Preventing transmission COVID-19

To protect yourself against COVID-19, clean your hands with soap and water for 20 seconds or use an alcohol-based hand rub/sanitizer. If you have washed your hands, dry them thoroughly by using paper towels. If there are no paper towels available, use a hot air dryer or let your hands air dry. Your hands must be dried completely.

If you are using hand towels to dry your hands, such as in the bathroom at home, it is important to wash them regularly. If someone in your home is unwell, they should use their own hand towel.

All you need is water and a detergent such as:

  • a bar of soap
  • body wash
  • shampoo.

It does not have to be an expensive brand, and it does not have to be marked “antibacterial”.

If you are using hand sanitizer, it should contain 60% alcohol or more. Keep your nails short and clean, wash your tea towels often and consider avoiding wearing rings.

People who have symptoms and might be infected with COVID-19 are required to stay in isolation at home and should wear a surgical face mask when in the same room as another person and when seeking medical advice to reduce the risk of transmitting COVID-19 to anyone else.

Health care workers who are caring for patients with suspected COVID-19 should use personal protective equipment to protect themselves against COVID-19.

Hand dryers are not effective in killing or preventing COVID-19 on their own, and they may increase the risk of spread of COVID-19 if used on hands that have not been cleaned properly.

Public drinking water supplies are safe to drink, however the surfaces around the fountain including the spout and button/lever could pose a transmission risk for COVID-19 and other germs. At this stage, it is uncertain how long viruses that cause COVID-19 survives on surfaces.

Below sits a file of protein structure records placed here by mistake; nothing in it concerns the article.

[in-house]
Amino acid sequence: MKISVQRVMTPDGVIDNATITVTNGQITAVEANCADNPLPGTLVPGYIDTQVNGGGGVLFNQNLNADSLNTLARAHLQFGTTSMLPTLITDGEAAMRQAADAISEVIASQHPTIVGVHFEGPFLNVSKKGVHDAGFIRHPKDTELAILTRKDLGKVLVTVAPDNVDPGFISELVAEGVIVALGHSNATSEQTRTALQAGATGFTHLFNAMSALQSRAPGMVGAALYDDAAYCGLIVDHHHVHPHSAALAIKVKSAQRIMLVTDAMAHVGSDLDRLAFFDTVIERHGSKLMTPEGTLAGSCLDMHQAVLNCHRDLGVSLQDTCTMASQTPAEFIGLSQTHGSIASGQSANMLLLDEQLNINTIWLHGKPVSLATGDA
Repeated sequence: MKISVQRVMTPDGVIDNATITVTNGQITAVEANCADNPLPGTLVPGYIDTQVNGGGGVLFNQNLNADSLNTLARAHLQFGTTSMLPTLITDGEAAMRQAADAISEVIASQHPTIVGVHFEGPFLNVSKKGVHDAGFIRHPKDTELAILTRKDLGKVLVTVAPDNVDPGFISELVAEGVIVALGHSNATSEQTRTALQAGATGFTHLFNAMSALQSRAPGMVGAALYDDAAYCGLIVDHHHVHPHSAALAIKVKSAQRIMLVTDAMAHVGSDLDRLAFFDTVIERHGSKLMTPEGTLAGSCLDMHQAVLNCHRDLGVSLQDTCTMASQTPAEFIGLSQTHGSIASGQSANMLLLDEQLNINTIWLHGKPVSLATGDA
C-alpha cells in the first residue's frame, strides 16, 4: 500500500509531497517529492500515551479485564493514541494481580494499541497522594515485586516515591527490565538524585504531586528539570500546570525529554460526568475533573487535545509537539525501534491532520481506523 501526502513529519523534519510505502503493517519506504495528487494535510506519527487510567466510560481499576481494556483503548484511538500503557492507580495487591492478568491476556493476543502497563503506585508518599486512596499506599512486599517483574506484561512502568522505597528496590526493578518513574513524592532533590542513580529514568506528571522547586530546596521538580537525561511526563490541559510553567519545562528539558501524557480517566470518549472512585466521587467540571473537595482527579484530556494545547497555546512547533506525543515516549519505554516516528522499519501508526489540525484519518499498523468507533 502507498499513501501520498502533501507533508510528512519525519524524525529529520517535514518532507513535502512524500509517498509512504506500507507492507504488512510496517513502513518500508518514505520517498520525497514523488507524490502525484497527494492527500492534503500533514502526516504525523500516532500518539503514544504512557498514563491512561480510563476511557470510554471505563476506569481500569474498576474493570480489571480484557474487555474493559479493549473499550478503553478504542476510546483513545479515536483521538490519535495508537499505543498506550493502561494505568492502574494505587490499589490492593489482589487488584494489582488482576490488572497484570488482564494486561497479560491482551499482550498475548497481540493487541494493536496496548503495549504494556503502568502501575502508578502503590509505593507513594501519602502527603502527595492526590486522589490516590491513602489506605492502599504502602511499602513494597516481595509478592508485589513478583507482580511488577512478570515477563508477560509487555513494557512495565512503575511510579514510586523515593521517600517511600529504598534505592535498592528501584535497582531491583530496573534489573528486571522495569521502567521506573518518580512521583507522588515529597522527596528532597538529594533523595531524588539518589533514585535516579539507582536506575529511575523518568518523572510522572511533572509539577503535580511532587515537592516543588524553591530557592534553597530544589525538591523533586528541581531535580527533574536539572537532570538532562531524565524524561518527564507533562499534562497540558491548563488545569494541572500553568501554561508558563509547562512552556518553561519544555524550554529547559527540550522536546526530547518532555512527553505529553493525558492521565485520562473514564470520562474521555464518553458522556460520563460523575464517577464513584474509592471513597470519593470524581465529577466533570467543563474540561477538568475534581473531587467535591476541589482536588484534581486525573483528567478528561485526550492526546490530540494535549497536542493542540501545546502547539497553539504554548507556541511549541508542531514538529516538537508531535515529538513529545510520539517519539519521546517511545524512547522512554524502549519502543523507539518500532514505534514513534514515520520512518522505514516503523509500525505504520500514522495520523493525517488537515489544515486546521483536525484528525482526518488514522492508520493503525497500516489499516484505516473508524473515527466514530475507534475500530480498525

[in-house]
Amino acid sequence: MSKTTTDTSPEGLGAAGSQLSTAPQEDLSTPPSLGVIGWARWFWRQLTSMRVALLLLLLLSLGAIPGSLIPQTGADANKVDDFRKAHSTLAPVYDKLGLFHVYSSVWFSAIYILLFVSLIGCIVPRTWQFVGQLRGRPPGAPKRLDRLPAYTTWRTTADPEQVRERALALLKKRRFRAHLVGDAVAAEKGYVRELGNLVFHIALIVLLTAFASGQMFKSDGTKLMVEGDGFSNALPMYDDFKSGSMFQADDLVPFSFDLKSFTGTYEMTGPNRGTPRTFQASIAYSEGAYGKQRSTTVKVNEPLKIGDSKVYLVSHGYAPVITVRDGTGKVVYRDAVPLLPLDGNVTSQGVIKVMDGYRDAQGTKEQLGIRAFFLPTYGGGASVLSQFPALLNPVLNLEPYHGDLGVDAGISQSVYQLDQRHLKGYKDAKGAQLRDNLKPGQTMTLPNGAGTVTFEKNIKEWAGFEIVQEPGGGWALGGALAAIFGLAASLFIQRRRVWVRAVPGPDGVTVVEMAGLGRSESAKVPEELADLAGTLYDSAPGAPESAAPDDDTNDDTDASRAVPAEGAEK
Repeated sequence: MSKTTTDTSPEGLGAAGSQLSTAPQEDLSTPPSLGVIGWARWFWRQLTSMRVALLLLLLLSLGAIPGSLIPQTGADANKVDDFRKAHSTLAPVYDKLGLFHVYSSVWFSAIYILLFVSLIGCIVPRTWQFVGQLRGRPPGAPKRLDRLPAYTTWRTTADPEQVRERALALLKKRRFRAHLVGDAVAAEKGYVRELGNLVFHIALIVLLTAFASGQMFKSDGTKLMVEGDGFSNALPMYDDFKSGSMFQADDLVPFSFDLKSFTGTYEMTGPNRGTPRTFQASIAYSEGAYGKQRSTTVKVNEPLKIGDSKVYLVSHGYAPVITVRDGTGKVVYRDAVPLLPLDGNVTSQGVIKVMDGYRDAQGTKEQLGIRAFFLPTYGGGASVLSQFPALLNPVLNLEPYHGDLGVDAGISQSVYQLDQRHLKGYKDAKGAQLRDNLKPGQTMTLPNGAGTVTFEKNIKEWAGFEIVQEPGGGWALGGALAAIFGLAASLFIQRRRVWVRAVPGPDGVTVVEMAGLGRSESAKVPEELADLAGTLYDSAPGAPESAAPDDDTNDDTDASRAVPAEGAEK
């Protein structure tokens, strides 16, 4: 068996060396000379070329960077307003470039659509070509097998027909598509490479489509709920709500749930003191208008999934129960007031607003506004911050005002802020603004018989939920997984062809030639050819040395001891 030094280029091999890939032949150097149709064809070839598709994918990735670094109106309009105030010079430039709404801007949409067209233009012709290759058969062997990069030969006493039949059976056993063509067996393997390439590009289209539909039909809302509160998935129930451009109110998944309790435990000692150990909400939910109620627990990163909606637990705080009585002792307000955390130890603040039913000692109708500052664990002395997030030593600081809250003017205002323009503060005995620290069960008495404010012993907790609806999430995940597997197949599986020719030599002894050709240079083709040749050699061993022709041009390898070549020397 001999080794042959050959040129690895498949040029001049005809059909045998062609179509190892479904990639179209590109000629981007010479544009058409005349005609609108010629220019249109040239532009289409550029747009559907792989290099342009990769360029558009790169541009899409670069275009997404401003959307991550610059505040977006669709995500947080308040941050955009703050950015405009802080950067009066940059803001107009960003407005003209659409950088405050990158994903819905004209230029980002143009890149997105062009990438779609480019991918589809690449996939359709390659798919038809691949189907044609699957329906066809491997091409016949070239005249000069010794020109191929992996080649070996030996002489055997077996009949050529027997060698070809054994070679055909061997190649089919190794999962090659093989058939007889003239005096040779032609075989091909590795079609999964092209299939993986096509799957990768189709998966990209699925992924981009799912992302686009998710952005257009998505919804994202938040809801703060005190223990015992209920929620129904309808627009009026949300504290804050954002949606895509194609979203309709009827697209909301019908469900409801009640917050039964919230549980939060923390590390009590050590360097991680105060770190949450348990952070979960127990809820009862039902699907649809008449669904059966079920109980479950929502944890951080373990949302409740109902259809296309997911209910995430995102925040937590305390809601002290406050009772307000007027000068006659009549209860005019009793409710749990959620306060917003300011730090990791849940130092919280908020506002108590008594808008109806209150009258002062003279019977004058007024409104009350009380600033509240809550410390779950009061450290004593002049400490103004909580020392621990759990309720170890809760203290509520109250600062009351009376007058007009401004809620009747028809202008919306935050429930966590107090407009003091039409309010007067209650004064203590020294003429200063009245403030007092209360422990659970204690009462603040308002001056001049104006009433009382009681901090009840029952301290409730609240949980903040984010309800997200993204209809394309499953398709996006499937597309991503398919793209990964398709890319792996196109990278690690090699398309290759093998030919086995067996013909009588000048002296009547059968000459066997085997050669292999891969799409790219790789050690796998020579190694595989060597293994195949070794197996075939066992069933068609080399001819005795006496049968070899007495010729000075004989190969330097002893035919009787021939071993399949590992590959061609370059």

We recommend that you not place your mouth on the spout of a water fountain. Test the water flow and let the water run for a few seconds before drinking the water without putting your mouth or lips on the spout. If the fountain requires you to push a button or lever, clean the surface first or use your elbow. Clean your hands afterwards with an alcohol-based hand rub or wash them with soap and water.

Hospitals ensure surfaces are cleaned and disinfected after each suspected case, as are ambulances. Staff also wear protective gear when cleaning to protect themselves and limit any spread of infection. Hospitals and clinicians are well trained in caring for people with infectious diseases, and in preventing their transmission to other patients.

While COVID-19 seems to have emerged from an animal source, it is now mainly spreading from person-to-person. There is no reason to think that any animals including pets in America might be a source of infection with this new virus. There have been no reports of pets or other animals becoming sick with COVID-19 in America. There is also no evidence that companion animals including pets can spread COVID-19.